Since we’re starting with the basics, we’ll be skipping some lines of code which aren't necessary for grasping the general idea of what’s happening within the program. We can split the code into three main blocks: directives, function call handling and the program logic.

Assembly Code

  • The directives (Red) assist in guiding the assembly process as well as inserting data.
  • Functions calls demands a series of conventions (Blue) to allow the proper integration of the code within multiple environments. These are defined by the Power’s ABI (Application's Binary Interface), which has a dedicated document for it’s description.
  • The program logic (Black) is where the code we’ve written is translated to the assembler code. This is the section which we’ll be analysing here.

Preliminary Notes

Before we can dive in, there's a few concepts which must be known beforehand to fully understand the assembly code:

  • Register Types: There are multiple register types within the Power architecture, the following initials will be used:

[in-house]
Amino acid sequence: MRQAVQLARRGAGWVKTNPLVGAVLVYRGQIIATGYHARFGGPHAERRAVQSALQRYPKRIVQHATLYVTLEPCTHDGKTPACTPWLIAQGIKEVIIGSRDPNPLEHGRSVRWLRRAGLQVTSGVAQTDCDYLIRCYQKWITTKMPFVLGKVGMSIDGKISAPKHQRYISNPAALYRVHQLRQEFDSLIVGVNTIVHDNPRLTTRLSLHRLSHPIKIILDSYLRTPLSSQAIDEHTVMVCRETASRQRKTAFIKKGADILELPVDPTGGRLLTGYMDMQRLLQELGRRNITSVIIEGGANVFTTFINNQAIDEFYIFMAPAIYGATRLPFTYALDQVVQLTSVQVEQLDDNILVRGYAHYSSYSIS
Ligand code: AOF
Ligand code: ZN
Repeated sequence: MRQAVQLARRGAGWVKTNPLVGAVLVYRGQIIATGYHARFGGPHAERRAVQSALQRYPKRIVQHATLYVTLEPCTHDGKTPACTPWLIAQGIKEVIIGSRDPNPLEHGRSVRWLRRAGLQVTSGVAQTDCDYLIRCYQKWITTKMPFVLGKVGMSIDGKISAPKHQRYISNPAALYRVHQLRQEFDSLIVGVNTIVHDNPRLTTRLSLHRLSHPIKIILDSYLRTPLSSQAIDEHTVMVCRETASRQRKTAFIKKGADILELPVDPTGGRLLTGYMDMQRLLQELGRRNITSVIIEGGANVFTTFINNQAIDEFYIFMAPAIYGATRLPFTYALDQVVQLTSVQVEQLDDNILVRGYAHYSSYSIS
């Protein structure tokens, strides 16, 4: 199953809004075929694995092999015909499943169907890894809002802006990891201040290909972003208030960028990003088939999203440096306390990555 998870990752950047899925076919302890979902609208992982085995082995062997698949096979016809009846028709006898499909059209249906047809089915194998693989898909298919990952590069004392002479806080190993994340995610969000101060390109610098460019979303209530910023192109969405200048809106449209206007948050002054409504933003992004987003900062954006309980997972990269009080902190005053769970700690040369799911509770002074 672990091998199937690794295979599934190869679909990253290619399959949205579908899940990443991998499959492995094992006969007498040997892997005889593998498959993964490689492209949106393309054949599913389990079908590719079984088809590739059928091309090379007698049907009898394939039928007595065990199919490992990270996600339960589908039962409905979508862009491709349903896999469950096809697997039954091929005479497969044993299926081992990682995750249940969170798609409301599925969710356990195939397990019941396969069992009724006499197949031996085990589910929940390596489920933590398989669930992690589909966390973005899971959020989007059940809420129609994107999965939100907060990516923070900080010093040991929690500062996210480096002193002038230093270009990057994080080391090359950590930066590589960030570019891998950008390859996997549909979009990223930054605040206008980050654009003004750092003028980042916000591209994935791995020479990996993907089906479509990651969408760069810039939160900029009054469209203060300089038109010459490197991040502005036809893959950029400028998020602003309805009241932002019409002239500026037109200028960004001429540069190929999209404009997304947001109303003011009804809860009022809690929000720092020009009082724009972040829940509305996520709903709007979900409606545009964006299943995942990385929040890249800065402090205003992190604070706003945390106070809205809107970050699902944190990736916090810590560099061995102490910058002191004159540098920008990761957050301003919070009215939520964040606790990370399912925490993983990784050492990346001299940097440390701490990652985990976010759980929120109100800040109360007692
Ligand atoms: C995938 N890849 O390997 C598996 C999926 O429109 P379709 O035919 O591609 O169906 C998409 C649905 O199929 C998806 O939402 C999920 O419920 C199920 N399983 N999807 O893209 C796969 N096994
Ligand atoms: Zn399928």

• GX stands for General purpose register X.
    • FX stands for Floating point register X.
    • LR and CR refers to Linked Register and Condition Register respectively. These are considered Special Registers.
  • Special Registers: Some registers have designated functions within the architecture, such as:

    • CR which contains 8 adressable fields (with 4 bits each) for saving the result of comparison instructions.
    • LR keeps the return address of a function call when the instruction BL (Branch Linked) is used, and can be used to return to the calling point with the instruction BLR (Branch to Linked Register).
  • Parameters and Return Registers: The Power ABI defines a set of registers (both GX and FX types) which ares used as variables when returning values or passing parameters to functions. The registers G[3,10] and F[1,13] are such registers. Example: if we have f(int w, int x, float y, double z), the registers G3, G4, F1 and F2 will contain w, x, y and z respectively when f is called.

  • Volatile and Nonvolatile Registers: When a function is called, by the ABI's specifications, nonvolatile registers are presumed to remain intact, meaning that their values either won't change or will be restored by any called function. On the other hand, volatile registers must be saved by the caller if necessary, since these can be altered at will by any called function.